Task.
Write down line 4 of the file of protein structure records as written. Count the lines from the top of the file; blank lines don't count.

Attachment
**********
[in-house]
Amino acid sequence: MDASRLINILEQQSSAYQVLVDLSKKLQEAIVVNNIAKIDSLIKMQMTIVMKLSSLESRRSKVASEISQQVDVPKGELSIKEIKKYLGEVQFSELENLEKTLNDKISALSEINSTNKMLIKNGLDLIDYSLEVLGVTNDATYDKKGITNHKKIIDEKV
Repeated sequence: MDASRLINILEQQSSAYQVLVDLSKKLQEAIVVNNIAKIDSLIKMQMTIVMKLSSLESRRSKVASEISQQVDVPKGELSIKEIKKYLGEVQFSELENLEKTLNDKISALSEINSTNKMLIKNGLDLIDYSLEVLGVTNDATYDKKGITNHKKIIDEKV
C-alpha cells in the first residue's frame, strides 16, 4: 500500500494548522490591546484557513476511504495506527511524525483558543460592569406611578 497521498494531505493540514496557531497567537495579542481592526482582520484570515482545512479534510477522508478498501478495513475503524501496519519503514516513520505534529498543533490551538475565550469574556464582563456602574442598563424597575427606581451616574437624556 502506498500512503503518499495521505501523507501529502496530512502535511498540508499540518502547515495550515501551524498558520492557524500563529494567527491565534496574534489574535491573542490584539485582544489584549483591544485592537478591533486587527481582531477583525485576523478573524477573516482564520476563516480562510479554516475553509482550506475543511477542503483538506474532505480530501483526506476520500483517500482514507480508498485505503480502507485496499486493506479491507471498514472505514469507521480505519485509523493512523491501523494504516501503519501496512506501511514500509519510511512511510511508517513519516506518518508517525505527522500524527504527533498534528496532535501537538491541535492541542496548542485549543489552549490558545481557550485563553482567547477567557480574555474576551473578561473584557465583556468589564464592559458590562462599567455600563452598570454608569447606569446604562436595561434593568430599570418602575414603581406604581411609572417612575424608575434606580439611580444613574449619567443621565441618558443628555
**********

C-alpha cells in the first residue's frame, strides 16, 4: 500500500494548522490591546484557513476511504495506527511524525483558543460592569406611578 497521498494531505493540514496557531497567537495579542481592526482582520484570515482545512479534510477522508478498501478495513475503524501496519519503514516513520505534529498543533490551538475565550469574556464582563456602574442598563424597575427606581451616574437624556 502506498500512503503518499495521505501523507501529502496530512502535511498540508499540518502547515495550515501551524498558520492557524500563529494567527491565534496574534489574535491573542490584539485582544489584549483591544485592537478591533486587527481582531477583525485576523478573524477573516482564520476563516480562510479554516475553509482550506475543511477542503483538506474532505480530501483526506476520500483517500482514507480508498485505503480502507485496499486493506479491507471498514472505514469507521480505519485509523493512523491501523494504516501503519501496512506501511514500509519510511512511510511508517513519516506518518508517525505527522500524527504527533498534528496532535501537538491541535492541542496548542485549543489552549490558545481557550485563553482567547477567557480574555474576551473578561473584557465583556468589564464592559458590562462599567455600563452598570454608569447606569446604562436595561434593568430599570418602575414603581406604581411609572417612575424608575434606580439611580444613574449619567443621565441618558443628555